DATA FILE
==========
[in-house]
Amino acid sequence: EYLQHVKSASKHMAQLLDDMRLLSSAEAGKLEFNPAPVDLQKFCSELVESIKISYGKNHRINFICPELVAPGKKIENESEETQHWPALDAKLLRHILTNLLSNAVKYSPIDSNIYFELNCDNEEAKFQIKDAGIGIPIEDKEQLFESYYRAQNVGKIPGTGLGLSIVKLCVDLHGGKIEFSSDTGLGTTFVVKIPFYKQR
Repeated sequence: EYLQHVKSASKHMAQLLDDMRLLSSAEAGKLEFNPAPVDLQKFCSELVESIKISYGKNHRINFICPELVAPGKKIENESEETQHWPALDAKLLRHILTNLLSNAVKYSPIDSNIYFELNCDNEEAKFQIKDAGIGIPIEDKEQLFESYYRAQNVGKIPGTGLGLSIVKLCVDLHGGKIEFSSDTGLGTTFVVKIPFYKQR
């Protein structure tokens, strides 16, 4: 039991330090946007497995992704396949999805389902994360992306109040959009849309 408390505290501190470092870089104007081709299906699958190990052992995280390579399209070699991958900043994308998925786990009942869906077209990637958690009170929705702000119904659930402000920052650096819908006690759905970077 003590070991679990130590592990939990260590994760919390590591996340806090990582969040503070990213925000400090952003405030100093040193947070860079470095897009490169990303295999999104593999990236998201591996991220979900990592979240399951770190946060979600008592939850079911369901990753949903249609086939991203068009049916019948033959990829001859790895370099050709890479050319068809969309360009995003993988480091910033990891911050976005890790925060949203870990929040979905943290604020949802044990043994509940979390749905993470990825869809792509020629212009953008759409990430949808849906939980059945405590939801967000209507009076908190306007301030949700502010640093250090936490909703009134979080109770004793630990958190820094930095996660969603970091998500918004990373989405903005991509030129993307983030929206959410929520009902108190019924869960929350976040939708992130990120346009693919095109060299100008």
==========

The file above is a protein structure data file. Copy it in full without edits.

[in-house]
Amino acid sequence: EYLQHVKSASKHMAQLLDDMRLLSSAEAGKLEFNPAPVDLQKFCSELVESIKISYGKNHRINFICPELVAPGKKIENESEETQHWPALDAKLLRHILTNLLSNAVKYSPIDSNIYFELNCDNEEAKFQIKDAGIGIPIEDKEQLFESYYRAQNVGKIPGTGLGLSIVKLCVDLHGGKIEFSSDTGLGTTFVVKIPFYKQR
Repeated sequence: EYLQHVKSASKHMAQLLDDMRLLSSAEAGKLEFNPAPVDLQKFCSELVESIKISYGKNHRINFICPELVAPGKKIENESEETQHWPALDAKLLRHILTNLLSNAVKYSPIDSNIYFELNCDNEEAKFQIKDAGIGIPIEDKEQLFESYYRAQNVGKIPGTGLGLSIVKLCVDLHGGKIEFSSDTGLGTTFVVKIPFYKQR
């Protein structure tokens, strides 16, 4: 039991330090946007497995992704396949999805389902994360992306109040959009849309 408390505290501190470092870089104007081709299906699958190990052992995280390579399209070699991958900043994308998925786990009942869906077209990637958690009170929705702000119904659930402000920052650096819908006690759905970077 003590070991679990130590592990939990260590994760919390590591996340806090990582969040503070990213925000400090952003405030100093040193947070860079470095897009490169990303295999999104593999990236998201591996991220979900990592979240399951770190946060979600008592939850079911369901990753949903249609086939991203068009049916019948033959990829001859790895370099050709890479050319068809969309360009995003993988480091910033990891911050976005890790925060949203870990929040979905943290604020949802044990043994509940979390749905993470990825869809792509020629212009953008759409990430949808849906939980059945405590939801967000209507009076908190306007301030949700502010640093250090936490909703009134979080109770004793630990958190820094930095996660969603970091998500918004990373989405903005991509030129993307983030929206959410929520009902108190019924869960929350976040939708992130990120346009693919095109060299100008």